Edited by Daniela Francesca Virdis, Elisabetta Zurru and Ernestine Lahey
[Linguistic Approaches to Literature 37] 2021
► pp. 105–124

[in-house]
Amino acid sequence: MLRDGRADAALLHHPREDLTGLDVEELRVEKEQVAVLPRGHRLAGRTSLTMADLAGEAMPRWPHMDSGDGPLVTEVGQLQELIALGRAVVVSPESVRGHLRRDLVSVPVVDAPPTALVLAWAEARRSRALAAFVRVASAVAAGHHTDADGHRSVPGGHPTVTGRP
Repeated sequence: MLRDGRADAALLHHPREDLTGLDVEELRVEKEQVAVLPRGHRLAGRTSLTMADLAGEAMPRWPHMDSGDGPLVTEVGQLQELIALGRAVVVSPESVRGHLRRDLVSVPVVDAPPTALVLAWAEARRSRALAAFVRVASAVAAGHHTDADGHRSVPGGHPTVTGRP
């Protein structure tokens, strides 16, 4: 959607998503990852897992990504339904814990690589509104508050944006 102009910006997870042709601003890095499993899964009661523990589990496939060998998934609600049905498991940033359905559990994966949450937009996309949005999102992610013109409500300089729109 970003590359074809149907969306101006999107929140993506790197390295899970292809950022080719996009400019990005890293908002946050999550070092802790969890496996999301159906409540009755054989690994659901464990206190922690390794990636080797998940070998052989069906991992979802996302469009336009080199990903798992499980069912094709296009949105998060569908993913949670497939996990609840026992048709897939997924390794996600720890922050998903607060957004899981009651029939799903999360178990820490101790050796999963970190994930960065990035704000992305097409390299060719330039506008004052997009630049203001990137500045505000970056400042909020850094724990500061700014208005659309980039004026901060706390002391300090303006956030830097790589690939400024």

In the fictional universe of Dune, Frank Herbert’s classic 1965 space opera, the author draws attention to the landscape and the inhabitants of the desert planet by conferring on them Arabic or Arabic-sounding names. Although the Arabic-language borrowings are a salient component of his narrative style, they have not been studied from the point of view of linguistics or from a stylistics approach that analyzes Herbert’s strategic deployment of terms and how they are embedded in his imagined desert world, Arrakis. This essay links Herbert’s discursive strategies with the landscape that he created along the lines of the Sapir-Whorf Hypothesis. His investigation of foreign language lexicons unfolded a rich tapestry of terms which he employed to bring the languages of our time into the worlds of Dune, and to connect the reader with the potent interplay of language and place.